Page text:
Available on 12” LP or CD. O.D. Davey’s debut album Catgut Tape is made up of high romanticised electronic folk, having already been compared to the stripped back stylings of Thom Yorke there’s a definite taste of a younger version of a contemporary David Sylvain to his voice and the sparseness to the production.
SOLD OUT - Sorry
This one has sold out on all formats. Sorry! View them anyway?
YOUR RECENTLY VIEWED ITEMS
- Catgut Tape by O.D. Davey
7/10 Robin Staff review, 08 May 2015
O. D. Davey is ostensibly making love songs on new record ‘Cagut Tape’, but from the alarm-chiming keys and sultry whisper-growling of “Help the Bombardier”, you’d be forgiven for thinking he had never been in love. This is a dark and slithery record where everything is pursued a little bit out of focus: the vocals are processed up close and sound suffocatingly intimate, Davey conjuring an intentionally unpleasant experience with songs that literally feel like they’re being whispered into your ear. It recalls EMA’s striking first record in positing hopelessness all around you.
It’s an interesting strand of bedroom pop, this: it sounds something like Aidan Moffat bottoming out and deciding to take over recording duties from Bill Wells, swapping the grandiose piano compositions and metropolis beats for the synths and drum machines of John Maus. Davey never reaches for climaxes, instead letting his songs languish around the toy arrangements: “Jessica’s Song” takes a shuffling beat and has Davey mumble about it, harmonies occasionally appearing as a serving suggestion. “The Day We Slew The Hill” is about as sweet as Davey gets, using a sparkly bit of piano that could burn with a thousand of Sigur Ros’ cold suns, before bringing in his scratchy, hyperventilating vocal.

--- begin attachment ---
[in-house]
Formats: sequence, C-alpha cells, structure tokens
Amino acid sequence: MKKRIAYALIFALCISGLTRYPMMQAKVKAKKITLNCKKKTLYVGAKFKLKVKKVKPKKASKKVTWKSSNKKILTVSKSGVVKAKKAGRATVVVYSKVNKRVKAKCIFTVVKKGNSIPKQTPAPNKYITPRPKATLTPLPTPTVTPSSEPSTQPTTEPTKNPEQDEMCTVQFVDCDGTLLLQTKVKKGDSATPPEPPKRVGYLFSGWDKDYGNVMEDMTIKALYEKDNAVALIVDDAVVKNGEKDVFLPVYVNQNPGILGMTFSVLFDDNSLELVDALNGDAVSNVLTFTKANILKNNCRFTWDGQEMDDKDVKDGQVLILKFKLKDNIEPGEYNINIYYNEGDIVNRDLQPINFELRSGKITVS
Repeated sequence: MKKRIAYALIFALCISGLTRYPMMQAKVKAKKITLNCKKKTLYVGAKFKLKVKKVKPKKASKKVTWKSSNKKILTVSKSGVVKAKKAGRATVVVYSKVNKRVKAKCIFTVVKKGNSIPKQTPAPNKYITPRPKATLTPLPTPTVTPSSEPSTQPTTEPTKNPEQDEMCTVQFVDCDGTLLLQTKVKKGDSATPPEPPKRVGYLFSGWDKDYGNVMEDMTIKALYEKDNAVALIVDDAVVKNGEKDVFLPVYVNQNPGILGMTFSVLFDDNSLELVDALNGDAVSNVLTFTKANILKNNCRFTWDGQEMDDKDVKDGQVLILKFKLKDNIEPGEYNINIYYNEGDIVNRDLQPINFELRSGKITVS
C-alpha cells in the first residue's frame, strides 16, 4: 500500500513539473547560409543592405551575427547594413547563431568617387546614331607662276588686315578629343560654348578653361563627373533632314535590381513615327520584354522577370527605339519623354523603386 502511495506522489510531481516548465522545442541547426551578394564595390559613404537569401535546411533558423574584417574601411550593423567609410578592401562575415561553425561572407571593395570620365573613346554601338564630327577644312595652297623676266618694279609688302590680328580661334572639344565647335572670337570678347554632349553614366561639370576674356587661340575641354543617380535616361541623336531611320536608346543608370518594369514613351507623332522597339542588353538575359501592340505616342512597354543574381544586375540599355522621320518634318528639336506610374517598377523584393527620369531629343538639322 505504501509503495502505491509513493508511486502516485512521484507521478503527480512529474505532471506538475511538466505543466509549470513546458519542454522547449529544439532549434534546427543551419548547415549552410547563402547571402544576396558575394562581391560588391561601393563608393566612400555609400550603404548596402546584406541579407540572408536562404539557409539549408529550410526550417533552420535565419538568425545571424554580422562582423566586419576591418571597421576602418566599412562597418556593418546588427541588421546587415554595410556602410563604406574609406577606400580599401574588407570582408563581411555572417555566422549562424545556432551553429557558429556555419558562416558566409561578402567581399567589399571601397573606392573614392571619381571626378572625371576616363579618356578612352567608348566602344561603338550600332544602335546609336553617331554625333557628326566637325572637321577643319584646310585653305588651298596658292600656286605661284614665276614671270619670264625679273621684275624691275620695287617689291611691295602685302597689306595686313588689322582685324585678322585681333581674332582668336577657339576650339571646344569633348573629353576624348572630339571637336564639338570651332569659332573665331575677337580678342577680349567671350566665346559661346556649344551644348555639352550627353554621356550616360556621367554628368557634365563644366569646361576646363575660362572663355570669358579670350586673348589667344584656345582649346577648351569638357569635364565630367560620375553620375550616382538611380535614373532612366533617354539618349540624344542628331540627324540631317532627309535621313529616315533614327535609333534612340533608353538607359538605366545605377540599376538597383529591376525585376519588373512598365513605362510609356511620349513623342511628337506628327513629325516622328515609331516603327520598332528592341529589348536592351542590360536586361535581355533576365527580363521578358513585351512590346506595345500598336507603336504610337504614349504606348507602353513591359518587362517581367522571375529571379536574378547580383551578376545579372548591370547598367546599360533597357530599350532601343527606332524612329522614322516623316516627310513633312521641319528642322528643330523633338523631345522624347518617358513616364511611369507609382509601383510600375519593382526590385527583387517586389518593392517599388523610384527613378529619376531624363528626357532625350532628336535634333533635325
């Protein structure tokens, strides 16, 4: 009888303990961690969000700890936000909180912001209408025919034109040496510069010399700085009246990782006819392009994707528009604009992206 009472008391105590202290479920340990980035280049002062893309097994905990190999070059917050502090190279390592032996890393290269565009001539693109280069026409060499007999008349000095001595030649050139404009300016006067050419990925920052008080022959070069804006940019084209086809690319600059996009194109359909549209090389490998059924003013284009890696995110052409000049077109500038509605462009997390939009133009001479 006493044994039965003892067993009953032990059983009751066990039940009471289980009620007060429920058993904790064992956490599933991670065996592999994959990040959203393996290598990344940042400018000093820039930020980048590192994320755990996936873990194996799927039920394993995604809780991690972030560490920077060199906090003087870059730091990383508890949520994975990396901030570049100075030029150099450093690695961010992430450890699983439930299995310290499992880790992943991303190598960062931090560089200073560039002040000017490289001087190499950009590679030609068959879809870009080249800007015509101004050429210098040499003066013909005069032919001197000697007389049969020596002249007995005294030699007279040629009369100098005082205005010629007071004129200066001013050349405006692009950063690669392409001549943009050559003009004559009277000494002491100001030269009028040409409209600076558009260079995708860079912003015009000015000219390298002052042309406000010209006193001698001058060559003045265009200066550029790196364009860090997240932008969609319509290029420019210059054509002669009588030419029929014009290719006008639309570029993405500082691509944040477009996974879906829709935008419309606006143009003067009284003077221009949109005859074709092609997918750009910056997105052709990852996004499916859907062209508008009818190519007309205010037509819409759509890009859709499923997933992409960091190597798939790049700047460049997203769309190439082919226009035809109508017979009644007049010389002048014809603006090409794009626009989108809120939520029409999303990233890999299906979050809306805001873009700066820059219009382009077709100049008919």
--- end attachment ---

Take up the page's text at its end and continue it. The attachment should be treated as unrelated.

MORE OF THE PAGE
Your enjoyment of ‘Cagut Tape’ is contingent on you being able to get on with disastrous voices, which isn’t to say that Davey’s voice isn’t doing it’s job -- it’s an affectation that makes his record sound more personal than ever, but for specific reasons: to unsettle and to provoke, and perhaps to redefine our approach to sad indie pop songs. Why should they sound appealing when they make us feel the way Davey does?
10/10 Dave Customer review, 11th May 2015
A pure ejaculation of tragicomic teen love. Dry, scared, babyfaced, bedwetting, honest, fantasist, utilitarian, whispered, bitcrushed, balldropping, hilarious, excruciating, melodic, soft, skeletal, sensitive, childish, resigned, pretty, crappy, forgetful, dopey, bashful, grumpy, snowwhite, lofi, garageband, bedroom, corner, acoustic, drum machine, scratchy, creaky, plinky, ageing, ashamed, open, disciplined, bitter, old fashioned, loving, crooning, creepy, downbeat, upbeat, etc, etc, the kid's got potential.
Get alerted to new stock from this artist / label.